United States District Court, M.D. Florida, Tampa Division
GROW FINANCIAL FEDERAL CREDIT UNION, a Federally Chartered Credit Union, Plaintiff,
GTE FEDERAL CREDIT UNION d/b/a GTE FINANCIAL, a Federally Chartered Credit Union, and ERICA PIERSON HOLLIDAY a/k/a Erica Pierson, an individual, Defendants.
S. MOODY, JR. UNITED STATES DISTRICT JUDGE
CAUSE comes before the Court upon Defendants' Motions to
Dismiss (Dkts. 15, 16) and Plaintiff's Response in
Opposition (Dkt. 24). Upon review, the Court concludes that
Defendants' motions should be granted in part and denied
lawsuit, Plaintiff Grow Financial Federal Credit Union
(“Grow Financial”) is suing its competitor,
Defendant GTE Federal Credit Union d/b/a GTE Financial, and
Grow Financial's former employee Erica Pierson Holliday,
who is now employed by GTE Financial. Grow Financial alleges
that Holliday, while still employed by Grow Financial, sent
Grow Financial's trade secrets and
confidential/proprietary information to GTE Financial.
Financial alleges the following claims against Holliday: the
Federal Computer Fraud and Abuse Act (“CFAA”)
(Count I); the Florida Computer Abuse and Data Recovery Act
(“CADRA”) (Count II); and common law breach of
duty of loyalty (Count VIII). Grow Financial alleges the
following claims against both Defendants: misappropriation of
trade secrets under the Federal Defendant Trade Secrets Act
(“DTSA”) (Count III) and the Florida Uniform
Trade Secrets Act (“FUTSA”) (Count IV); tortious
interference with advantageous business relationships (Count
V); conversion (Count VI); common law unfair competition
(Count VII), and civil conspiracy (Count IX).
and GTE Financial now move to dismiss all of the claims for
failure to state a claim under Rule 12(b)(6) of the Federal
Rules of Civil Procedure. As explained below, the Court
grants the motions to the extent that it dismisses the claims
against Holliday under the CFAA and the CADRA. The Court also
dismisses the claim of tortious interference with
advantageous business relationships based on Grow
Financial's withdrawal of this claim.
Rule of Civil Procedure 12(b)(6) allows a court to dismiss a
complaint when it fails to state a claim upon which relief
can be granted. When reviewing a motion to dismiss, a court
must accept all factual allegations contained in the
complaint as true. See Erickson v. Pardus, 551 U.S.
89, 94 (2007) (internal citation omitted). It must also
construe those factual allegations in the light most
favorable to the plaintiff. See Hunt v. Aimco Properties,
L.P., 814 F.3d 1213, 1221 (11th Cir. 2016) (internal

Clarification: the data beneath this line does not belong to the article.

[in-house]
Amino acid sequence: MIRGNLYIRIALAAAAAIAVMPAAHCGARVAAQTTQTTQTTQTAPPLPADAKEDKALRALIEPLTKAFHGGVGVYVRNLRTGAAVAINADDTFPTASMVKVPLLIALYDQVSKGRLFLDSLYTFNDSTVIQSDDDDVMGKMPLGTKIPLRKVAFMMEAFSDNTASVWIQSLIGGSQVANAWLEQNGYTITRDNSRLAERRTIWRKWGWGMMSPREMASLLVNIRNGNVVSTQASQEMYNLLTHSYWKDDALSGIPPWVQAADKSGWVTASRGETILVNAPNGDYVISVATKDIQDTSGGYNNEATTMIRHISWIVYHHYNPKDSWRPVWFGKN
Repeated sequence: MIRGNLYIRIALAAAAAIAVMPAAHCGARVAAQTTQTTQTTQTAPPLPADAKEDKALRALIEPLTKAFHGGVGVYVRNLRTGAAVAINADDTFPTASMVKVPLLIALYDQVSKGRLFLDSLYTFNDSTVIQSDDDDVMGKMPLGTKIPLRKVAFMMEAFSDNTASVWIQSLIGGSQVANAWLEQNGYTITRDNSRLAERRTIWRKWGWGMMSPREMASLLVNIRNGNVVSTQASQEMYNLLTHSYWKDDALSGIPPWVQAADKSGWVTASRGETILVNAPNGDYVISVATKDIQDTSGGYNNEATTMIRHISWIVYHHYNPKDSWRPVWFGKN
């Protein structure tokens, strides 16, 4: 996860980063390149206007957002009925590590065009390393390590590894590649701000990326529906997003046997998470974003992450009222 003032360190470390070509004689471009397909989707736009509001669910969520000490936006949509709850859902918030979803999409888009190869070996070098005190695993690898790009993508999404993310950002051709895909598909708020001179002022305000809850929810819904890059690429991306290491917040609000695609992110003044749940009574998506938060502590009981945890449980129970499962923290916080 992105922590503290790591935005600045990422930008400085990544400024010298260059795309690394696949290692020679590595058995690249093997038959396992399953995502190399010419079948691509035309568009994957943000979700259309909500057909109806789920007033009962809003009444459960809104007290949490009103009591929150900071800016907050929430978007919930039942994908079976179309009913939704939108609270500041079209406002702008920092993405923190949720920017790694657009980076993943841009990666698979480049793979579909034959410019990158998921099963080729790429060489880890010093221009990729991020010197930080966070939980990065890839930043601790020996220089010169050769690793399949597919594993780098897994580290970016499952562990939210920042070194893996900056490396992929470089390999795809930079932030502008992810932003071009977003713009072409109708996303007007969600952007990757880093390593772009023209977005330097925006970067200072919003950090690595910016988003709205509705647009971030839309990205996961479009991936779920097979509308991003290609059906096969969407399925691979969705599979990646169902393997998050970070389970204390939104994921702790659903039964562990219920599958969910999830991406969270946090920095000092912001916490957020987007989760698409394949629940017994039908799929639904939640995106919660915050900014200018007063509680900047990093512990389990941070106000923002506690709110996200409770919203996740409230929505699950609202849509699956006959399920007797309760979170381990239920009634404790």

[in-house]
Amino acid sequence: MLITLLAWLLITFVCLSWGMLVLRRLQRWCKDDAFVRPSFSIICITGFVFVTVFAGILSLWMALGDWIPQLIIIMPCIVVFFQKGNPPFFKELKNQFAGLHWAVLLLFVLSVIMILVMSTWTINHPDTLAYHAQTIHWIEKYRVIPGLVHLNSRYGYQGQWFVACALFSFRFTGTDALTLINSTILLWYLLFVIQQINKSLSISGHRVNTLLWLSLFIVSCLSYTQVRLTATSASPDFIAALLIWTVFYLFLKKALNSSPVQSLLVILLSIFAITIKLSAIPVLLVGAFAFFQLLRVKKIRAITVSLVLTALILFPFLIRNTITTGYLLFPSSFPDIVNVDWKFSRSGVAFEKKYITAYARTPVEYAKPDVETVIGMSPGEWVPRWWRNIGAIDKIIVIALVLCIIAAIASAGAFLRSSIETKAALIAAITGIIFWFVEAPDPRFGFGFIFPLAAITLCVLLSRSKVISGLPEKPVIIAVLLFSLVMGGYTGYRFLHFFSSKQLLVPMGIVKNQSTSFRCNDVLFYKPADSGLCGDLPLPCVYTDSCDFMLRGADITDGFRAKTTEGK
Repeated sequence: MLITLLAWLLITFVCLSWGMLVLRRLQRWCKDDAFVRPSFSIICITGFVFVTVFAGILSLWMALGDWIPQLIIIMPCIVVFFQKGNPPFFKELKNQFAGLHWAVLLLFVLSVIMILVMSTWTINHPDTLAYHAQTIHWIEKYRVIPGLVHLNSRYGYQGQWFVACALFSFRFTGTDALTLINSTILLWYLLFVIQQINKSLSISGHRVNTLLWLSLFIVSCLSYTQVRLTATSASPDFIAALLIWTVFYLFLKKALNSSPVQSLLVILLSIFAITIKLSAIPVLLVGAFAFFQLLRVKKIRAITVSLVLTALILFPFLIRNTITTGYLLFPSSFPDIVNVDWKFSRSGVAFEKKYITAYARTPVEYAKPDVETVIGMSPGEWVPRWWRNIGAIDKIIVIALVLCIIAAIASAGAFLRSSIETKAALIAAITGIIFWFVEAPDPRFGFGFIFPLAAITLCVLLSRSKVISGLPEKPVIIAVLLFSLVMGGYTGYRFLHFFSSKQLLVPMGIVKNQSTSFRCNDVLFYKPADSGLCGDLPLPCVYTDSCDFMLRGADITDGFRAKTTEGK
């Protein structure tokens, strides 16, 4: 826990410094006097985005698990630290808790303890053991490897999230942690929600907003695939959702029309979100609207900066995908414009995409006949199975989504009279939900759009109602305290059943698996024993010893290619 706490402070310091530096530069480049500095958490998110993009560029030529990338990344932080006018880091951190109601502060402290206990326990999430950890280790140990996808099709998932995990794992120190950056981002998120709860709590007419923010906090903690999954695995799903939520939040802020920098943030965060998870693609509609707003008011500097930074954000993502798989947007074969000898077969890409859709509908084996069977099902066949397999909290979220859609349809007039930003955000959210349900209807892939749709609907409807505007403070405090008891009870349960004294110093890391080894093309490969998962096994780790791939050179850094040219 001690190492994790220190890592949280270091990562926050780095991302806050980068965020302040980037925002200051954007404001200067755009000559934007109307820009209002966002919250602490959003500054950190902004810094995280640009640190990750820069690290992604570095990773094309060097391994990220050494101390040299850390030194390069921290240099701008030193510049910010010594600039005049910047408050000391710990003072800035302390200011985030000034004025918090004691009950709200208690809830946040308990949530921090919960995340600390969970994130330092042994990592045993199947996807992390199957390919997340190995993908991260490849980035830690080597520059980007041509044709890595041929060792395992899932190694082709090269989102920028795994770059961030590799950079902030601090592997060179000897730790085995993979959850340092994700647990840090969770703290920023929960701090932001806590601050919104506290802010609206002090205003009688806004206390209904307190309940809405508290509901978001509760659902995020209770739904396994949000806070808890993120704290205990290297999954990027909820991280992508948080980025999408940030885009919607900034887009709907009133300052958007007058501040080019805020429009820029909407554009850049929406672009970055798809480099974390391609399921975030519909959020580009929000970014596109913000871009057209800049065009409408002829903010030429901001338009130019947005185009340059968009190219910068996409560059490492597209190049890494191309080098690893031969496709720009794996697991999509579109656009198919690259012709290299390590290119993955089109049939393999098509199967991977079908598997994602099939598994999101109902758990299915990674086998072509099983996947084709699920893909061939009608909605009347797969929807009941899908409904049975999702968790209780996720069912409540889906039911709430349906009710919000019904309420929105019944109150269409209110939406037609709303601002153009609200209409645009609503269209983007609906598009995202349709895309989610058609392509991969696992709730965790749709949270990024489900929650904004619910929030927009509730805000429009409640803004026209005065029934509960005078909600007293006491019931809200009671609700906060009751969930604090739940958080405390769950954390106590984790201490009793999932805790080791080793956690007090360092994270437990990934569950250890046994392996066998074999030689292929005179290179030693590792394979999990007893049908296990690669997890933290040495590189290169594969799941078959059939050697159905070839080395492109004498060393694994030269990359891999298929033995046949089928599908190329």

citation omitted). To withstand a motion to dismiss, the
complaint must include “enough facts to state a claim
to relief that is plausible on its face.” Bell Atl.
Corp. v. Twombly, 550 U.S. 544, 570 (2007). A claim has
facial plausibility “when the plaintiff pleads factual
content that allows the court to draw the reasonable
inference that the defendant is liable for the misconduct
alleged.” Ashcroft v. Iqbal, 556 U.S. 662, 678
(2009). Pleadings that offer only “labels and
conclusions, ” or a “formulaic recitation of the
elements of a cause of action, ” will not do.
Twombly, 550 U.S. at 555.
CFAA provides a cause of action for the improper access to
protected computers. See 18 U.S.C. §1030, et.
seq. As it relates to this case, the statute provides that
“[w]hoever - (2) intentionally accesses a computer
without authorization or exceeds authorized access, and
thereby obtains” information from a protected computer
is subject to liability. Id. at 1030(a)(2). Holliday
argues that Grow Financial does not allege any facts
demonstrating that she exceeded her authorized access. The
term, “exceeds authorized access” is defined in
the CFAA as “access to a computer with authorization
and to use such access to obtain or alter information in the
computer that the accesser is not entitled to obtain or
alter.” Id. at 1030(e)(6). Here, Grow
Financial alleges that access to the subject information was
necessary for Holliday to perform her job duties. Grow
Financial contends that Holliday improperly used or disclosed
the information that she accessed when she provided it to GTE
Financial while she was still employed at Grow Financial.
But, as this Court has previously held, an improper use of
data is not tantamount to exceeding authorization under the
CFAA. See Maintenx Mgmt., Inc. v. Lenkowski, No.
8:14-cv-2440-T-30MAP, 2015 WL 310543, *2-*3 (M.D. Fla. Jan.
25, 2015) (“The facts put forth by Maintenx support the
notion that Lenkowski misused data he obtained from
Maintenx's computers, not that he somehow exceeded his
seemingly unfettered access.”).
this Court's prior holding in Lenkowski is not
addressed in the parties' briefs, Lenkowski is
consistent with the majority view in this circuit that
applies a narrow definition of “exceeds authorized
access.” See Enhanced Recovery Co., LLC v.
Frady, No. 3:13-cv-1262-J-34JBT, 2015 WL 1470852, *5-*7
(Mar. 31, 2015) (listing cases). As the court explained in
Enhanced Recovery, “[q]uite simply, without
authorization means exactly that: the employee was not
granted access by his employer. Similarly, exceeds authorized
access simply means that, while an employee's initial
access was permitted, the employee accessed information for
which the employer had not provided permission.”
Court sees no reason to depart from its reasoning in
Lenkowski or from the majority view. Notably, if the
Court were to apply the CFAA to an employee like Holliday,
who allegedly divulged trade secrets that she was actually
permitted to access, or who violated computer usage policies,
the Court would be taking the CFAA beyond “its original
purpose of targeting computer hackers.” Enhanced
Recovery 2015 WL 1470852 at *8 (citations omitted).
Under this broad interpretation, the CFAA would be
potentially violated each time an employee ...